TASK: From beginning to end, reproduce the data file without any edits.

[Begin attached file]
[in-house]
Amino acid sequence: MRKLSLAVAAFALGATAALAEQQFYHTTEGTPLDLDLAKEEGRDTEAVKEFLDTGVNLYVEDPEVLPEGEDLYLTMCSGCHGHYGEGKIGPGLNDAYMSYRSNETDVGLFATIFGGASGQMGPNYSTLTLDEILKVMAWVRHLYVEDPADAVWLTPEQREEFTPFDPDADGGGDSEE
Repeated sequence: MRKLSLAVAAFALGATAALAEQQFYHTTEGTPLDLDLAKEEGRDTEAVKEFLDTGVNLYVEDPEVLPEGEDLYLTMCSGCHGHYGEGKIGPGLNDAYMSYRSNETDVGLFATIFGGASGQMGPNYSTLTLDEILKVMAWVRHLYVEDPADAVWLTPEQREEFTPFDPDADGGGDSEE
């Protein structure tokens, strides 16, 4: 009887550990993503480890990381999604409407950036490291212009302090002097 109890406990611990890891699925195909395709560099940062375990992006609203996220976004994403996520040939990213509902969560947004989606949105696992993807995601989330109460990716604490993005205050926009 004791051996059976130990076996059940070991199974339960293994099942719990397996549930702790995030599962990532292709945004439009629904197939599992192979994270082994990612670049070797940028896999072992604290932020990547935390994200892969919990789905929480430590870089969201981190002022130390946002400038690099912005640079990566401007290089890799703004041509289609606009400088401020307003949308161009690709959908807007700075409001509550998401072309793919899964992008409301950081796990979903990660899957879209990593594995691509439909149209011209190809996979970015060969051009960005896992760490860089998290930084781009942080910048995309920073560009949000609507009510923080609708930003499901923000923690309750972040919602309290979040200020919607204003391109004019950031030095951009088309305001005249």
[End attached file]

[in-house]
Amino acid sequence: MRKLSLAVAAFALGATAALAEQQFYHTTEGTPLDLDLAKEEGRDTEAVKEFLDTGVNLYVEDPEVLPEGEDLYLTMCSGCHGHYGEGKIGPGLNDAYMSYRSNETDVGLFATIFGGASGQMGPNYSTLTLDEILKVMAWVRHLYVEDPADAVWLTPEQREEFTPFDPDADGGGDSEE
Repeated sequence: MRKLSLAVAAFALGATAALAEQQFYHTTEGTPLDLDLAKEEGRDTEAVKEFLDTGVNLYVEDPEVLPEGEDLYLTMCSGCHGHYGEGKIGPGLNDAYMSYRSNETDVGLFATIFGGASGQMGPNYSTLTLDEILKVMAWVRHLYVEDPADAVWLTPEQREEFTPFDPDADGGGDSEE
């Protein structure tokens, strides 16, 4: 009887550990993503480890990381999604409407950036490291212009302090002097 109890406990611990890891699925195909395709560099940062375990992006609203996220976004994403996520040939990213509902969560947004989606949105696992993807995601989330109460990716604490993005205050926009 004791051996059976130990076996059940070991199974339960293994099942719990397996549930702790995030599962990532292709945004439009629904197939599992192979994270082994990612670049070797940028896999072992604290932020990547935390994200892969919990789905929480430590870089969201981190002022130390946002400038690099912005640079990566401007290089890799703004041509289609606009400088401020307003949308161009690709959908807007700075409001509550998401072309793919899964992008409301950081796990979903990660899957879209990593594995691509439909149209011209190809996979970015060969051009960005896992760490860089998290930084781009942080910048995309920073560009949000609507009510923080609708930003499901923000923690309750972040919602309290979040200020919607204003391109004019950031030095951009088309305001005249």